Does Robert Samuelson hate black kids? It’s always possible he doesn’t—but he certainly seems to enjoy misstating their academic gains. What are the actual facts about progress on the NAEP among 17-year-old black students—the progress he describes as a “failure?” Let’s take a look at the data—the data this influential writer withheld, in ways which seem deliberate, again and again.

First, a quick bit of background: In fact, 9-year-old black kids and 13-year-old black kids have made large score gains on the NAEP during the period in question. (Example: 9-year-old black kids have gained 39 points, not just one point, on the NAEP reading test. To review those large score gains, see THE DAILY HOWLER, 9/1/10.) Samuelson skipped those younger kids to denigrate the gains of 17-year-old students. But what are the actual facts about 17-year-old black students? (For the record, the NAEP only tests students in this study. It doesn’t include 17-year-olds who have dropped out of school.)

In fact, the average score of 17-year-old black students rose by a rather large 29 points from 1971 to 2008, a fact no reader could ever imagine from reading this grossly misleading column. Surely, Samuelson knows this fact; the fact is plainly displayed, again and again, in the official NAEP data, the data from which he is working. (Click here, scroll down to page 14, Figure 4. Be sure to make apples-to-apples comparisons regarding “accommodations”—although the score gain remains 27 points if you fumble this point.)

Let’s repeat: Among 17-year-olds, black students gained 29 points in reading during the period in question. This is massively larger than the one-point gain Samuelson chose to highlight, referring to the score gain recorded by 17-year-olds as a whole. And according to a rough rule of thumb which is rather widely applied, ten points on the NAEP scale is roughly equal to one academic year. If we apply this rough rule of thumb to those reading scores, the average black 17-year-old in 2008 was three years ahead of his peers from 1971! And by the way: These gains were recorded even as drop-out rates declined, a fact which Samuelson understands, as can be seen from a passage he includes later in his column (text below). In other words, black students recorded this large score gain even as a larger percentage of the 17-year-old population was being tested, a change which would be expected to lower the average score. (As drop-out rates decline, this would typically mean that more kids were being tested from the lower end of the scale.)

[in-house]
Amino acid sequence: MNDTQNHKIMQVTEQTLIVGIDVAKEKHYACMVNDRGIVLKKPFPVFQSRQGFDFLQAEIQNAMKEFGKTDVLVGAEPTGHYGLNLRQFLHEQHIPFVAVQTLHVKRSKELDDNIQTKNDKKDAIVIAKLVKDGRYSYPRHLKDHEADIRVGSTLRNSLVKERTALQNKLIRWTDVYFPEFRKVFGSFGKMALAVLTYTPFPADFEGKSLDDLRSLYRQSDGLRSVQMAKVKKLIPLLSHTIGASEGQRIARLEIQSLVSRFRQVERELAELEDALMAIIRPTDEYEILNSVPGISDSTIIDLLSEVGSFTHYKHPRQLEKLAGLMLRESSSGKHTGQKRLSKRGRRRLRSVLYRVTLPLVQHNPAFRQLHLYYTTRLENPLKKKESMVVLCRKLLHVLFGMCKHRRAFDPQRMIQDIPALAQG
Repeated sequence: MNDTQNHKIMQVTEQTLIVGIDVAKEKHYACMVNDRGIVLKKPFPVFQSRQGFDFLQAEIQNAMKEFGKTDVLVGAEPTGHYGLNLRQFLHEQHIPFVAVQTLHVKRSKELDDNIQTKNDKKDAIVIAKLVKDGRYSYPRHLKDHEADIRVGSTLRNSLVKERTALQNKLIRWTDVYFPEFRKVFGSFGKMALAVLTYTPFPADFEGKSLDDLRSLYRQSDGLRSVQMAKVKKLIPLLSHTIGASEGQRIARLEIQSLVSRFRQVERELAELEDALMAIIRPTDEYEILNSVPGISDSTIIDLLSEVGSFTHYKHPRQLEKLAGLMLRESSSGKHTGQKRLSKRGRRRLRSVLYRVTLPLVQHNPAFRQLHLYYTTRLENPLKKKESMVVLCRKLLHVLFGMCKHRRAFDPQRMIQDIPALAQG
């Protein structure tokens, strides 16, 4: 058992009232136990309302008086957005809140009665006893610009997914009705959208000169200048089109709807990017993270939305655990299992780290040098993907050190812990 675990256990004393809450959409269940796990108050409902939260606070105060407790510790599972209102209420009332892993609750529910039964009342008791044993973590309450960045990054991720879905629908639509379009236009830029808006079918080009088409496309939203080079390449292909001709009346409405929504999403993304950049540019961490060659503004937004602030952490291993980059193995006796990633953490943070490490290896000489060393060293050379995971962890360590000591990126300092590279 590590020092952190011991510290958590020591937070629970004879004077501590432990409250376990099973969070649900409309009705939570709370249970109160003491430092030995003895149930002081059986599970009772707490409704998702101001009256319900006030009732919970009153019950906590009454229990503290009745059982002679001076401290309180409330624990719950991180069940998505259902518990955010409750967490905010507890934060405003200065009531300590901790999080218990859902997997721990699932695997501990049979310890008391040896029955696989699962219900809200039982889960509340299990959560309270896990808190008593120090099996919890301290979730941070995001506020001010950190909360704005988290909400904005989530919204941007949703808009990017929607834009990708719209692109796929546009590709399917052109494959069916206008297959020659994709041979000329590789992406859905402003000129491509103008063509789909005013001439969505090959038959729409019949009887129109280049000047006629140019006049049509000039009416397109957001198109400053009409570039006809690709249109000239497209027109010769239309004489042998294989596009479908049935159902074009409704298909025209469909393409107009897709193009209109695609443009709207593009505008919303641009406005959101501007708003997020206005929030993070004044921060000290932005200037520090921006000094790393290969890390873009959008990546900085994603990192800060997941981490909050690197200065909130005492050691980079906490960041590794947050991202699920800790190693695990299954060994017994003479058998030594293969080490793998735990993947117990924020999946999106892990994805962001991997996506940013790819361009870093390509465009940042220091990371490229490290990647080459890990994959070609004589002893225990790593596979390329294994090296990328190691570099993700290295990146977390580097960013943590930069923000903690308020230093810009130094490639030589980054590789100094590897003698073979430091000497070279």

In math, a similar score gain was recorded, another fact Samuelson refused to report. In this case, our measurement starts in 1978, the first point at which the NAEP is using no “extrapolated data.” (NAEP: “Because of the need to extrapolate the average scale scores, caution should be used in interpreting the pattern of trends” from 1973 to 1978.) Result? From 1978 to 2008, black 17-year-old students gained 20 points on the NAEP scale, even as a larger percentage of the population was being tested. To observe this elementary fact for yourself, click here, then scroll down to page 35, Figure 10. Adjust for “accommodations” starting in 2004.

Let’s review: At the older age Samuelson chose to stress, black students have gained 29 points in reading, 20 points in math (from 1978). Go ahead and compare those facts to the gloom—and the disinformation—pimped in Samuelson’s piece. Reading Samuelson’s gloomy piece, you see gloomy discussions of meager score gains—score gains of one point in reading, two points in math. The real score gains are massively larger in the case of black students, even among the older students Samuelson chose to stress.

Having said this, let’s repeat an important part of Samuelson’s piece, then briefly explain it:

SAMUELSON: Since the 1960s, waves of "reform" haven't produced meaningful achievement gains. The most reliable tests are given by the National Assessment of Educational Progress...In 1971, the initial year for the reading test, the average score for 17-year-olds was 285; in 2008, the average score was 286.

An obvious question arises here: If black students gained 29 points in reading during that period, how could the overall gain in reading be only one point? There are two reasons for this state of affairs, each of which Samuelson seems to understand: